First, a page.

Yeah, of course, I think so! It's not a happy album or joyful music, it's quite melancholic like I guess I am as well. I never think about it that way, but yeah of course, all music comes from me, so it tells something about me at least!

M.I. - It’s your first album as a solo artist but you are very well-accompanied by many guest vocals and collaborations, namely Jeff Walker (Carcass), Waltteri Väyrynen (OPETH, ex-PARADISE LOST), Lauri Porra (STRATOVARIUS), and Janne Lounatvuori (HIDRIA SPACEFOLK). Were these guests always on your mind or did they come up as time went by? How did they react to your invitation? Did they say “yes” straight away?

Well, at the time I was doing this, I was mostly in the countryside, in my cabin, in the middle of winter. I was working with one song at a time and I started to almost hear what kind of voice it should have, what kind of language it should be in and what kind of singing. I just thought “Okay, this could be perfect for this singer or this singer”. Some of the singers I knew before and some I didn't, so I messaged them via Instagram “Hey, I have this kind of project! Are you interested?” and everyone said yes. It was very fast as well, because when I sang the demo version of the song, it a few days or maybe a few weeks after, they sent it back with full vocal parts. I didn't give too many directions or anything like that but I gave them free hands to do what they wanted. For some vocalists, I was sending lyrics and ready arrangements but some of the singers were doing it by themselves and it was funny, because it sounded very much like what I was imagining. I was very happy to get everyone in this project!

M.I. - Do you sing any of the songs?

Yeah, I do half with Tomi Joutsen in one song.

M.I. - But was it never an option for you to sing all the songs? I mean, you used to be Amorphis’ main vocalist.

Yeah, at some point I was playing with that kind of thinking but very soon I realized there's maybe two, three songs with a growling voice... and I cannot sing, like real sing, so I didn't think about that because it's too much for me, even to sing in the shower to myself I never tried it! But I did one song with Tomi Joutsen, Amorphis’ singer. He was like “We're going to do this as a duet!” and I said “Okay, let's do it!”.

M.I. - Just want to say that “Tales from the thousand lakes” is one of my favorite albums and you sing in it, so you actually can sing, well you growl more, but it's great, so if you growled in songs in this album it would be awesome! Jeff Walker of CARCASS seems to be the fitting choice for one of the heaviest tracks on the record “The Heartroot rots”. Did he (and the other guests) leave his personal mark on the track or did you tell him how you wanted the track to sound? Did Jeff write this song or were you the one who wrote it?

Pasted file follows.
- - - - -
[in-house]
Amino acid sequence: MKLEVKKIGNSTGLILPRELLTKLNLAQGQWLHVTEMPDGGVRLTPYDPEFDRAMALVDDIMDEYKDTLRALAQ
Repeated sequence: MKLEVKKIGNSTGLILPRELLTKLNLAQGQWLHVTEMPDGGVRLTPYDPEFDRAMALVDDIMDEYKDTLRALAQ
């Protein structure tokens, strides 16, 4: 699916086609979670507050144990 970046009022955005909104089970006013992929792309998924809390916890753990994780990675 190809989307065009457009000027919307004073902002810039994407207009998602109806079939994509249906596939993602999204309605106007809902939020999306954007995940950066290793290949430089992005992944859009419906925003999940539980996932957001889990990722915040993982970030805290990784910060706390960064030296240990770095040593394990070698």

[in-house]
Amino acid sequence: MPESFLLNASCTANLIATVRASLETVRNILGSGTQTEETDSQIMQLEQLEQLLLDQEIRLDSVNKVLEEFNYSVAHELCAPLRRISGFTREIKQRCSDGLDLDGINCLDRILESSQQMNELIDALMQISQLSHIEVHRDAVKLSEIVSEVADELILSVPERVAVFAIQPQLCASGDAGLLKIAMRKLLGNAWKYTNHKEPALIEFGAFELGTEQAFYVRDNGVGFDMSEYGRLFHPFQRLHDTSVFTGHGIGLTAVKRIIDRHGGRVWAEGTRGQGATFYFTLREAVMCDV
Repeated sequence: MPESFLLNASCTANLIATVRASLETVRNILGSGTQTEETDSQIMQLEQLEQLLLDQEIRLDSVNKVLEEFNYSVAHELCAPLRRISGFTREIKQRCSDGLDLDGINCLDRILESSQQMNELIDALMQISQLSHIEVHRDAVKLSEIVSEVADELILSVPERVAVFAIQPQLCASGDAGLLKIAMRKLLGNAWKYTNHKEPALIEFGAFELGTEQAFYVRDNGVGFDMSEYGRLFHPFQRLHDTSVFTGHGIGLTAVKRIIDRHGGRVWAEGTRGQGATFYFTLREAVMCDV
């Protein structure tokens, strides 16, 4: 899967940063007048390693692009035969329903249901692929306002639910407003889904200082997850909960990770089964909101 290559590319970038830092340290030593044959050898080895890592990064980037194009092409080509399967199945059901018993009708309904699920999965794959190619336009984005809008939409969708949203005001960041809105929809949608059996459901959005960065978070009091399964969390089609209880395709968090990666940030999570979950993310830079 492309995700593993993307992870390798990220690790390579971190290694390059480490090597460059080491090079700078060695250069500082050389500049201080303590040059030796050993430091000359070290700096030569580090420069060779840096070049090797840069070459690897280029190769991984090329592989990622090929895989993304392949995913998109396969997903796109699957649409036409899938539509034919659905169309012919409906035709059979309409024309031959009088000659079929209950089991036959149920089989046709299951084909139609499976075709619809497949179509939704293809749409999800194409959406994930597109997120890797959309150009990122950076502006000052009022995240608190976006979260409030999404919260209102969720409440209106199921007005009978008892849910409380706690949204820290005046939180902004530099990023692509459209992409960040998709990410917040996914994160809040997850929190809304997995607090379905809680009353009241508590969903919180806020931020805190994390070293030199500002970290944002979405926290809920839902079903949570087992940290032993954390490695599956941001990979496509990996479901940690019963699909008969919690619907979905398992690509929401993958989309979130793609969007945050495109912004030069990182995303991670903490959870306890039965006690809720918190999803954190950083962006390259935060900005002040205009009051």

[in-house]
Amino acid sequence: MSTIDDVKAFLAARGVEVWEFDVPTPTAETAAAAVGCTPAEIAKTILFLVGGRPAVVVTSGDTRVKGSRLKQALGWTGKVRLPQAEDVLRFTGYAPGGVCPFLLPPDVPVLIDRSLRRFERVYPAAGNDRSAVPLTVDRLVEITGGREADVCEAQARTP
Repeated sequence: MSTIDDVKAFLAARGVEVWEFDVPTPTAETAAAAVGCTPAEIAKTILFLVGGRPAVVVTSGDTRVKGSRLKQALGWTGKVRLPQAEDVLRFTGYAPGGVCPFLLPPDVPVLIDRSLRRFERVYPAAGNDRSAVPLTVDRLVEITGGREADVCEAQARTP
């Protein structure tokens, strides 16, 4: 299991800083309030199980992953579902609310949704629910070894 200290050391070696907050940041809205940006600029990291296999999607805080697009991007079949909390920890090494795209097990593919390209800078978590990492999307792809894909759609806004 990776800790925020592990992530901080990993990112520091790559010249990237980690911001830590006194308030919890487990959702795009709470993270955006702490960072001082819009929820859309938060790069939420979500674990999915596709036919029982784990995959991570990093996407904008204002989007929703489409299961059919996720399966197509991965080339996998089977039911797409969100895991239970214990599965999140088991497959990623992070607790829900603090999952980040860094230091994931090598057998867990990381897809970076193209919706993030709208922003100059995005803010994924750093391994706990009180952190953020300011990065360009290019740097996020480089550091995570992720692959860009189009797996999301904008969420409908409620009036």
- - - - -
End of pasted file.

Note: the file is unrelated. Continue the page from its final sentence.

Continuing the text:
Half of the songs are made by the singers themselves and half of the songs are written by me and my childhood friend Jussi who plays with me in Abhorrence as well. While doing the lyrics we were discussing about what kind of lyrics I wanted, so those songs, that song particular, he knew already that Jeff was going to sing it so made the lyrics a little bit to fits to Jeff's mouth and it’s a little bit like Carcass.

M.I. - And the video is a bit like that as well!

About that song I still remember it very well because Jeff was sending me a message “I'm going to be in the studio in 1 hour! Can you send me a guide track like how I should sing?” and I was at home and my 12-year old son was eating breakfast next to me and I was growling the demo vocals at the kitchen table and he was looking at me like “Okay, daddy’s working!”.

M.I. - If half of the lyrics were written by you and your friend Jussi “Juice” Ahlroth and some of the singers (Mariska, Ismo Alanko, Jessi Frey, and Addi Tryggvason) wrote their own lyrics, how did you turn all these tracks into Tomi’s tracks? How can you consider this to be your solo album if you didn’t do it entirely?

Yeah, the music itself and the arrangement of each track, how it is in the album, is very much how it was in my own demos as well. But that's true in that sense, it's not fully my solo album because some of the singers were doing the vocal lines, arrangements, lyrics and also some melodies by themselves, but I wanted to have it that way as well, because even this if this is a solo album, I like to think of BJØRKØ as a band, because I like playing in bands and I've been playing for...

M.I. - ...forever…

Forever! I like it when outsiders have their way of how to play things and how it changes, it's more richer and fuller than if you just have one mind. But yeah, it's very much true that it's not completely my own songs when somebody else is doing the lyrics and vocal lines, but they're part of it!

M.I. - I know this album deals with emotions, probably sad emotions only! The second single is so sad... I don't understand a word, but it makes me cry, I don't even know why! What kind of feelings do you want the listener to feel when listening to the tracks?